Saturday, May 3, 2014

The Bee Garden, Underway

It's no surprise, really, that I'm starting a bee garden. I've been very concerned about the demise of the bees since I first heard of it on (probably) The Discovery Channel (when we had TDC, and before it got all smutty).

The Bees, people. It's a scary thing.

So after musing for a few years about where to put such a garden, starting out in the front perennial bed and not so much liking the way the Russian Sage completely took over (but, those happy little bees were so HAPPY!) I decided to let the bee garden overrun the side of the fence facing the busyish road. Not only was this an annoying spot to mow (so I hear, I'm not sure I ever did actually mow this swatch) but then other people could enjoy it, too.

Plus Lola has yet to be stung by a bee, so I am not 100% comfortable with said bee garden too close to our running-jumping-playing areas. I should be clear, however, that a happy be is a non-stingy bee, as we discovered with our Russian Sage. All those cute little bees completely ignored us.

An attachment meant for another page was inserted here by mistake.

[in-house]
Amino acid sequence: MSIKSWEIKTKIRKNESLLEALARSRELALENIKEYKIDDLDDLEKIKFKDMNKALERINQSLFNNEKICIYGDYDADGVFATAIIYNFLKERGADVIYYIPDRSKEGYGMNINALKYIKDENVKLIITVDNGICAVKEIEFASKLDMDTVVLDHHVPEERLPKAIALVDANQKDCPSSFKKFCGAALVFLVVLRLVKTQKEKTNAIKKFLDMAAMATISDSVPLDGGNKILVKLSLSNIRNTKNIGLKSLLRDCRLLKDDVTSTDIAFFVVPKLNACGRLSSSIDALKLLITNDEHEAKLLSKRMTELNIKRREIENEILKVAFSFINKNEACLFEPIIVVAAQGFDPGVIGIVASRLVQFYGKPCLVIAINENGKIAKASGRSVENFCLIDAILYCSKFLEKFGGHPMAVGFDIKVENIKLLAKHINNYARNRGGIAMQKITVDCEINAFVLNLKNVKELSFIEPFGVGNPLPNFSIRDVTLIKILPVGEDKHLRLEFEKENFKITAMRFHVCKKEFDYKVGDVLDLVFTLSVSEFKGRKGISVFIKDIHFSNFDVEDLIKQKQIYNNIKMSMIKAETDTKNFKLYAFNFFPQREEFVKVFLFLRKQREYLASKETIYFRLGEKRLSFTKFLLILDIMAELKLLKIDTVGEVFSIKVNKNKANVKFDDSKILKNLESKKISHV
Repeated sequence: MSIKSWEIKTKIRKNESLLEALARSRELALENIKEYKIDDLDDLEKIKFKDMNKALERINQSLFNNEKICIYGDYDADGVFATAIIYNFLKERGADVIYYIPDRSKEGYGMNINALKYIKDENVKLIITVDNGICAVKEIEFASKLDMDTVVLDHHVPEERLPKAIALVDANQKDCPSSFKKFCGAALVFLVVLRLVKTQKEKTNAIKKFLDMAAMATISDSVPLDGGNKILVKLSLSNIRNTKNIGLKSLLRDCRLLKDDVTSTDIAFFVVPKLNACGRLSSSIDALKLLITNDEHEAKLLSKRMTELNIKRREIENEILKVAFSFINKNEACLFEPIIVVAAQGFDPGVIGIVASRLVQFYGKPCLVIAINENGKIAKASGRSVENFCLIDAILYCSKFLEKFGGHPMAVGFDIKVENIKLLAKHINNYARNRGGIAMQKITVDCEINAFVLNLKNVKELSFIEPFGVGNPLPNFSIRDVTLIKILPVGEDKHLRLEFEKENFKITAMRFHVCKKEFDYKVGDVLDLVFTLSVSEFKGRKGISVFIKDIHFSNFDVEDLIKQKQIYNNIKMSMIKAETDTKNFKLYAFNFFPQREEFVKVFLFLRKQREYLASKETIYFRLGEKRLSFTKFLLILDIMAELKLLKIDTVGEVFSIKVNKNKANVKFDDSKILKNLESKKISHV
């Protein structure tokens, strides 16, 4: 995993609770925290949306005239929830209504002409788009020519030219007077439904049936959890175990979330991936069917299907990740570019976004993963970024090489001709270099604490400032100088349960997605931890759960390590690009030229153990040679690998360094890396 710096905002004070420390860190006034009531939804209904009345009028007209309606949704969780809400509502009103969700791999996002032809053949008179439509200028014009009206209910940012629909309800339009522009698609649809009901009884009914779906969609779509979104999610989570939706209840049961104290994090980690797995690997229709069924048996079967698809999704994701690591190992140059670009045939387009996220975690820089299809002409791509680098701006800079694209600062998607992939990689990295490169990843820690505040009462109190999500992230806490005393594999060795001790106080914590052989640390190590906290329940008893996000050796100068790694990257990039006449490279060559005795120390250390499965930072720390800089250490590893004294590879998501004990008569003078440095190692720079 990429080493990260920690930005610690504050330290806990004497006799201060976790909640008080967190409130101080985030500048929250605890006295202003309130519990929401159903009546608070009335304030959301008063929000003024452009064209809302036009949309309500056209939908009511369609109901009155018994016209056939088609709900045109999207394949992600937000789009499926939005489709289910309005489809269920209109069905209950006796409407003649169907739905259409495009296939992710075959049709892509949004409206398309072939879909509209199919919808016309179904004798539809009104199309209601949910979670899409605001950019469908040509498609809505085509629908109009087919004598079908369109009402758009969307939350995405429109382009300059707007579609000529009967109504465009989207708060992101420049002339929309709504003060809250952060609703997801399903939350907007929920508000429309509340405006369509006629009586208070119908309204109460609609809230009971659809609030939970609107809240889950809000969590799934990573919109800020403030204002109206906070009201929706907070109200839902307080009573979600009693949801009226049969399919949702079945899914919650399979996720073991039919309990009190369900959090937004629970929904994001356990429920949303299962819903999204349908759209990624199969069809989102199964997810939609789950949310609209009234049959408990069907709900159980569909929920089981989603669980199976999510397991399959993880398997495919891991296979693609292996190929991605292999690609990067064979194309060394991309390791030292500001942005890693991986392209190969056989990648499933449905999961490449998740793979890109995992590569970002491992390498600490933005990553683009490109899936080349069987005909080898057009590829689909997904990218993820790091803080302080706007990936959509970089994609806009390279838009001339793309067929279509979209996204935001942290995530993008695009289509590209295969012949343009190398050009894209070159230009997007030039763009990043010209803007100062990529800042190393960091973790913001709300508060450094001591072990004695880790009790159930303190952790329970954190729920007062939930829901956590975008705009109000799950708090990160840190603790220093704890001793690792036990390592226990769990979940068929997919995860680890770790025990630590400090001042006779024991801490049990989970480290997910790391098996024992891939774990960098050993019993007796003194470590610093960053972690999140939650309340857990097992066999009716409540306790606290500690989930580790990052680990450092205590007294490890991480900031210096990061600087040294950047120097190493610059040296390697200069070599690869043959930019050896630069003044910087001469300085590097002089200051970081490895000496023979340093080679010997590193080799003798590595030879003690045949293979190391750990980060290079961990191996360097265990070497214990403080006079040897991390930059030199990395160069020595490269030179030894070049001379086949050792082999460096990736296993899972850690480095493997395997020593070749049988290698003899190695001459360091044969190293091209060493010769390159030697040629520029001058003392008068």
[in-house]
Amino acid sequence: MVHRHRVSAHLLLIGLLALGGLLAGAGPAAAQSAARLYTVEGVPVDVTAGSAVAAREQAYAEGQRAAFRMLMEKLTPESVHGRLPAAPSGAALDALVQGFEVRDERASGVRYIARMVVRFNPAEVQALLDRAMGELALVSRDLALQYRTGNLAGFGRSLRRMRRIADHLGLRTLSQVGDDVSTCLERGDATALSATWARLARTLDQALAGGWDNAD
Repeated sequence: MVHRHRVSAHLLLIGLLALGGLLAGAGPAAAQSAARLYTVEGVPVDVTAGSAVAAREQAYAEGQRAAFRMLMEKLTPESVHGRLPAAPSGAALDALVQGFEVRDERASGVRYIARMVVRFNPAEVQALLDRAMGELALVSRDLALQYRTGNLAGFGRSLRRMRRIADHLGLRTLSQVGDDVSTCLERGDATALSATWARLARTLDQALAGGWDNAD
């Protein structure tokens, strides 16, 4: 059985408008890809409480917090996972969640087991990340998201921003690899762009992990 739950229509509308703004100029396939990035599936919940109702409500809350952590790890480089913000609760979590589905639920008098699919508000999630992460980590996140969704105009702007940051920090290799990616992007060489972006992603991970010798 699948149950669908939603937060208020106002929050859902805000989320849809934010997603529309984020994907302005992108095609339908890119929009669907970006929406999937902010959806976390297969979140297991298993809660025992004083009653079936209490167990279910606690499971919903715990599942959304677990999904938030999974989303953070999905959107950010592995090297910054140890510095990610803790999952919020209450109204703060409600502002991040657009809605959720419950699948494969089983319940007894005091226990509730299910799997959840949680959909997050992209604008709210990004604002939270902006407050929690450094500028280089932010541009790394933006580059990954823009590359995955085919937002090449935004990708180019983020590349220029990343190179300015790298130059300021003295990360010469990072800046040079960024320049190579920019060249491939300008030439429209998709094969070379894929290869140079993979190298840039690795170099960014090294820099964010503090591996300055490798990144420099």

So now that we are finally into May, the May after the 2nd wettest April in Minnesota History, I'm finally on day 2 of The Bee Garden. Because it has rained every other stinking day.

It's the funniest thing. Nugget, the Barred Rock hen, is a smart one; she has figured out that when I'm gardening there are good things to eat. She follows me around the yard/garden/through-the-fence whenever I'm out there working the earth. I'm half-tempted to let her out of the yard when I'm working on the Bee Garden just because I know she would stay so close to me (and it would be funny - there are a lot of cars zooming by).

As you can see, this is a pretty long stretch of yard. I pulled up all the grass, about a foot's width or so. So far, all I have in there are two lonely Anise Hyssop plants and a bunch of Mammoth Sunflower seeds because I might as well attract the birds, too. And, Mammoth Sunflower stalks are very good for chicken herding. I threw down a random mix of "butterfly" wild flowers, too, because I know I won't have the budget to really stock this garden with all the perennials I want this year. Some of my Russian Sage will be transplanted, and the Dear Husband said that we have baby Milkweed growing in the big garden that I'll transplant. Which is good because the Milkweed I tried growing from seed did NOT grow. Neither did the Verbena. I did get two weeny little Bee Balm plants though, that might just survive.

I'm very excited for this project, yes I am!

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